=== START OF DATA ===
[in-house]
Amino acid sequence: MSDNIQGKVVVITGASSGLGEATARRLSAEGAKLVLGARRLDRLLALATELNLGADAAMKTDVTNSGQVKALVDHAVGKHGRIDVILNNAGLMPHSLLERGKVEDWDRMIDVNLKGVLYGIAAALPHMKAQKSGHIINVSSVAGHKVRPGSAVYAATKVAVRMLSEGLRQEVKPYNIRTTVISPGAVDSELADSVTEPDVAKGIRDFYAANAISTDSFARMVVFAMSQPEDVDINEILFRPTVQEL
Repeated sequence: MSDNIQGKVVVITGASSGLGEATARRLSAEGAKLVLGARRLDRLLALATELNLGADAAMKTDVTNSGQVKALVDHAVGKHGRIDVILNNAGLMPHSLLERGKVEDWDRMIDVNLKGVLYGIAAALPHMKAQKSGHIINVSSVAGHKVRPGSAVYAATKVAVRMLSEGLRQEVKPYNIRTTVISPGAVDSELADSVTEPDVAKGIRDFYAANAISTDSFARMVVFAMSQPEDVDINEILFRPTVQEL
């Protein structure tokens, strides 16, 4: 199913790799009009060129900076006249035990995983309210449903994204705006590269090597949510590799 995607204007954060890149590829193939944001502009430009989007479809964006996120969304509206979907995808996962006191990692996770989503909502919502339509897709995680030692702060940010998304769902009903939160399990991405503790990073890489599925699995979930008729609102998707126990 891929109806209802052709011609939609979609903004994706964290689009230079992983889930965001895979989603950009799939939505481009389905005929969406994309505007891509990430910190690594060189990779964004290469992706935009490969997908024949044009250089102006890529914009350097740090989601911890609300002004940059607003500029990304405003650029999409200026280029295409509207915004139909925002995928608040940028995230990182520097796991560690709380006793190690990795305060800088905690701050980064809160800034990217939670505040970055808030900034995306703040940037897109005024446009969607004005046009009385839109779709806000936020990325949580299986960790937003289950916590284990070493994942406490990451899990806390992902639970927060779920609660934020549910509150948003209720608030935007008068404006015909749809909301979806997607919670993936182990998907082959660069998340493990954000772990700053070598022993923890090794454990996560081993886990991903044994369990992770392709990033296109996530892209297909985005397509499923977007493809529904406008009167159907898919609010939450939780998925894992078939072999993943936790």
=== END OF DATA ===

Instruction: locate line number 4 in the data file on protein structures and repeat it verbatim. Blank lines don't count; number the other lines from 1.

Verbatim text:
């Protein structure tokens, strides 16, 4: 199913790799009009060129900076006249035990995983309210449903994204705006590269090597949510590799 995607204007954060890149590829193939944001502009430009989007479809964006996120969304509206979907995808996962006191990692996770989503909502919502339509897709995680030692702060940010998304769902009903939160399990991405503790990073890489599925699995979930008729609102998707126990 891929109806209802052709011609939609979609903004994706964290689009230079992983889930965001895979989603950009799939939505481009389905005929969406994309505007891509990430910190690594060189990779964004290469992706935009490969997908024949044009250089102006890529914009350097740090989601911890609300002004940059607003500029990304405003650029999409200026280029295409509207915004139909925002995928608040940028995230990182520097796991560690709380006793190690990795305060800088905690701050980064809160800034990217939670505040970055808030900034995306703040940037897109005024446009969607004005046009009385839109779709806000936020990325949580299986960790937003289950916590284990070493994942406490990451899990806390992902639970927060779920609660934020549910509150948003209720608030935007008068404006015909749809909301979806997607919670993936182990998907082959660069998340493990954000772990700053070598022993923890090794454990996560081993886990991903044994369990992770392709990033296109996530892209297909985005397509499923977007493809529904406008009167159907898919609010939450939780998925894992078939072999993943936790």